George R. R. Martin's first novel, Dying of the Light (1977) contains a manhunt. This is not a manhunt in the context of law enforcement or a military operation, but refers to a “hunting party” in which a group of hunters tracks down and kills other individuals, as a sort of “sport”; their victims aren't criminals.

When reading this novel, I strongly suspected that this was not the first work of literature using this type of man hunt and I found the short story The Most Dangerous Game by Richard Connell, published in 1924. (This story probably inspired the comic strip De gezellen van Nimrod, published in 1992. The comic strip has a character named Zofar, which is almost an anagram of Zaroff from Connell's story.)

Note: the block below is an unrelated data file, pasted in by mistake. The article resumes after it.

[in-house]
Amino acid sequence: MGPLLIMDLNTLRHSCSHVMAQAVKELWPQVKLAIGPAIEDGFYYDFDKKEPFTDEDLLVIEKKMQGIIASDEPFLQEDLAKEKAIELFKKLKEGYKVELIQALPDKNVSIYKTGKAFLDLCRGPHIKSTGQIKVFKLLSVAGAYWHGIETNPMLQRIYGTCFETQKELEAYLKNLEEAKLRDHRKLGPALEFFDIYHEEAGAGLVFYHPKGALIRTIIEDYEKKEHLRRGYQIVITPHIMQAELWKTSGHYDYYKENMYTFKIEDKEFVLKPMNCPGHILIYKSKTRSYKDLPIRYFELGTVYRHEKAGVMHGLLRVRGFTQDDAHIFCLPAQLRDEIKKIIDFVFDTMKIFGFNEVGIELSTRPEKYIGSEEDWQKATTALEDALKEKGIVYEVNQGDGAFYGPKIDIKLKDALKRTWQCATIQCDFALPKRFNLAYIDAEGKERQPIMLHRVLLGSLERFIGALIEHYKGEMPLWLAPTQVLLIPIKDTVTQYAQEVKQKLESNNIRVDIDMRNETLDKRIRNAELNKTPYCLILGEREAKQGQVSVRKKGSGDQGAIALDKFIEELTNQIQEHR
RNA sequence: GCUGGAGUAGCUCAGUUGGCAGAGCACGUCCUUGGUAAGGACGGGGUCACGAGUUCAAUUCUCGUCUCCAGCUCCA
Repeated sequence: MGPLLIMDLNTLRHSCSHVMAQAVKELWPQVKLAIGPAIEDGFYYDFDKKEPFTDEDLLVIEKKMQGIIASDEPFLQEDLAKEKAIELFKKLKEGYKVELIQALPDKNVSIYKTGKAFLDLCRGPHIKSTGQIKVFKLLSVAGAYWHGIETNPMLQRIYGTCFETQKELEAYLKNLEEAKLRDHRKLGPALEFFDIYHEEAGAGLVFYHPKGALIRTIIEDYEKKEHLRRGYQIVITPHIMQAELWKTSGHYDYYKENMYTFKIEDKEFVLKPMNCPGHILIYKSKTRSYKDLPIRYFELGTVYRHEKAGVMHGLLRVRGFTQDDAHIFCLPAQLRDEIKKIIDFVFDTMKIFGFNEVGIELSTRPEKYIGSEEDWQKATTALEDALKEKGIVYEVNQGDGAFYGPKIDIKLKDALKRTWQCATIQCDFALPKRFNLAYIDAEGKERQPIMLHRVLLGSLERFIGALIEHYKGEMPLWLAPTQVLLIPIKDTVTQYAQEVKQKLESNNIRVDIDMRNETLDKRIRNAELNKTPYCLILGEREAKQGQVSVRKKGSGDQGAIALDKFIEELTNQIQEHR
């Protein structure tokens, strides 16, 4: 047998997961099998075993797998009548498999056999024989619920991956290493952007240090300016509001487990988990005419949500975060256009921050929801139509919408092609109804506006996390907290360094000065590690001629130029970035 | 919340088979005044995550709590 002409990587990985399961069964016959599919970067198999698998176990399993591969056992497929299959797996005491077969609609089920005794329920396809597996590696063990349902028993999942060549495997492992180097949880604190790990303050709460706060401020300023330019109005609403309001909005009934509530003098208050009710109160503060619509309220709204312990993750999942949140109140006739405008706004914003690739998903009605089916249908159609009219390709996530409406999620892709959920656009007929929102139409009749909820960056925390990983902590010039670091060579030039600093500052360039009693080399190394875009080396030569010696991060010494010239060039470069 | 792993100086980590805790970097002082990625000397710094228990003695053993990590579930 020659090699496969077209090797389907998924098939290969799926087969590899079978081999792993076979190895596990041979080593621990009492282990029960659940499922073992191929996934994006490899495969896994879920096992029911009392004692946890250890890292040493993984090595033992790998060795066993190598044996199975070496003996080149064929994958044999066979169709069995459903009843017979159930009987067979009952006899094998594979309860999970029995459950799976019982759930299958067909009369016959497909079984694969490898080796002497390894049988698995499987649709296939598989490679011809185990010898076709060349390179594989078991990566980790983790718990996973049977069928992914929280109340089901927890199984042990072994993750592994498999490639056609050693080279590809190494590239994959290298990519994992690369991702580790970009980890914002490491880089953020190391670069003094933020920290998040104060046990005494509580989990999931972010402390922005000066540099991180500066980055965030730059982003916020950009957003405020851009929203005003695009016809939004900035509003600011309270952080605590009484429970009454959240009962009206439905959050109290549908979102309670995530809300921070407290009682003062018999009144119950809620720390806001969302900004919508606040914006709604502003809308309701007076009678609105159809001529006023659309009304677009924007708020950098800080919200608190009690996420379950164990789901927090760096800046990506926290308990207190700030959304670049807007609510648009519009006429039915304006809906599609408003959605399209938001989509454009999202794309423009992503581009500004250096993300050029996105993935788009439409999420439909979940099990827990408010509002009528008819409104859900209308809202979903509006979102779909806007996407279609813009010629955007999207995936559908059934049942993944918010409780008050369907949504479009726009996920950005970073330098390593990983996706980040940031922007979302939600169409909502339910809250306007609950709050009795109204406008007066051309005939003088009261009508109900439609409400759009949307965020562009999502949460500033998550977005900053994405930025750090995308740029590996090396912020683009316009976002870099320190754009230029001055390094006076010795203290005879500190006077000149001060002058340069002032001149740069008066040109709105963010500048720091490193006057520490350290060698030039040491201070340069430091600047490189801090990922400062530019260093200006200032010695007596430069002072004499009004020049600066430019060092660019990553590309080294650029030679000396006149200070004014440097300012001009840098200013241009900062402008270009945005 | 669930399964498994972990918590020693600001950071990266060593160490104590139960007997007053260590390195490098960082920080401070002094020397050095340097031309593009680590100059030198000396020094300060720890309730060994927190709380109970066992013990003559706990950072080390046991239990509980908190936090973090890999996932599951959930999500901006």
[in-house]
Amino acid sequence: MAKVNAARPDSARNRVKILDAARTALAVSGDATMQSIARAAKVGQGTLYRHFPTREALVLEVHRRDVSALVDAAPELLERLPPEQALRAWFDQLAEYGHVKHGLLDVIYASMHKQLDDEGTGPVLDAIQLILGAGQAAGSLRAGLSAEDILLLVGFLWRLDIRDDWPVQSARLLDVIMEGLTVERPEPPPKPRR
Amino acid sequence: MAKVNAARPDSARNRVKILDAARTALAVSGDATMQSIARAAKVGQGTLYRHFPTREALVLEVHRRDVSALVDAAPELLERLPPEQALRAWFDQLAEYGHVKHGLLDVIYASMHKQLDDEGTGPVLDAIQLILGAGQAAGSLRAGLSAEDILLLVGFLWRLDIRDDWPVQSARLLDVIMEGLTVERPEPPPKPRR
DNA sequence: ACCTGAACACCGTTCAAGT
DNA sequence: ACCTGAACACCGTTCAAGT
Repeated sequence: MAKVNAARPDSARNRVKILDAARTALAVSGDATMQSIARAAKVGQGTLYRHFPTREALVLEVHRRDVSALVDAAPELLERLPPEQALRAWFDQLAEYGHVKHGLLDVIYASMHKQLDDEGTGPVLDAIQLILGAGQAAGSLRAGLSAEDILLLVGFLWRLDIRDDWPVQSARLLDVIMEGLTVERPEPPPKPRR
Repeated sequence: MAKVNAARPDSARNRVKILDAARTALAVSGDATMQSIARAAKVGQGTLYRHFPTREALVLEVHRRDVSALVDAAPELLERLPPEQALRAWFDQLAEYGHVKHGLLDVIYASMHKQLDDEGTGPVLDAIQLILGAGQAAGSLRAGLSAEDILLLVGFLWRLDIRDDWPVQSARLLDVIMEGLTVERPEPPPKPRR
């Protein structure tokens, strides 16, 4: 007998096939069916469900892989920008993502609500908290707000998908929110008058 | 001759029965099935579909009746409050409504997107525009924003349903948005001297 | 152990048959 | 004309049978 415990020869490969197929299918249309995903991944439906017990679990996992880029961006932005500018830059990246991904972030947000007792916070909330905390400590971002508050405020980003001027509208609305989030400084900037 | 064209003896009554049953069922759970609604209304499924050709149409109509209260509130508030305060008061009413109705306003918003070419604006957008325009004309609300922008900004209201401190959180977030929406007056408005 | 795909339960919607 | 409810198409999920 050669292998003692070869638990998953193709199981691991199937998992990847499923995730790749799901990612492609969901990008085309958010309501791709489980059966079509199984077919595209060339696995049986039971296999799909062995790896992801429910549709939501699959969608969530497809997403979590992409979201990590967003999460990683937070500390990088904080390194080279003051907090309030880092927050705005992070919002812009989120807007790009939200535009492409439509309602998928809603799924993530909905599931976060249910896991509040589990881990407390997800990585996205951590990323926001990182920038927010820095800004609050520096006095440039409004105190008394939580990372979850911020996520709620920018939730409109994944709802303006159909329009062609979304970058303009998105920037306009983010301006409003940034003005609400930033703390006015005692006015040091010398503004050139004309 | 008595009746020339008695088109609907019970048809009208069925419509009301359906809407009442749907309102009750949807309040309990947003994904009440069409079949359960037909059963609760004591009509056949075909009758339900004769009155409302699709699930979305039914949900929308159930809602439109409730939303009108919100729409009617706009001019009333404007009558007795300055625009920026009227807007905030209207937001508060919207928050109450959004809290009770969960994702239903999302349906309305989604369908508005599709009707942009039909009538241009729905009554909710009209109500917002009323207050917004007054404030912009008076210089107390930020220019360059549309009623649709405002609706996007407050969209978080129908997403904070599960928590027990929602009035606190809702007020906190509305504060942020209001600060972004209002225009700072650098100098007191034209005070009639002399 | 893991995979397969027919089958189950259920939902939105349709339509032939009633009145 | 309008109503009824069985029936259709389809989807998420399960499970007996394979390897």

So my question is: is Connell's story the earliest work of literature in English that features this type of “human hunting”, or, if not, what is the earliest example? I am not looking for comic strips.

  • TV Tropes mentions "The Most Dangerous Game" as the Trope Namer, but that doesn't mean it was the first. Unfortunately, TV Tropes's list of examples doesn't include dates. This article may include some useful info, but it seems to be behind a paywall.
    – Rand al'Thor
    Dec 16 '19 at 19:02

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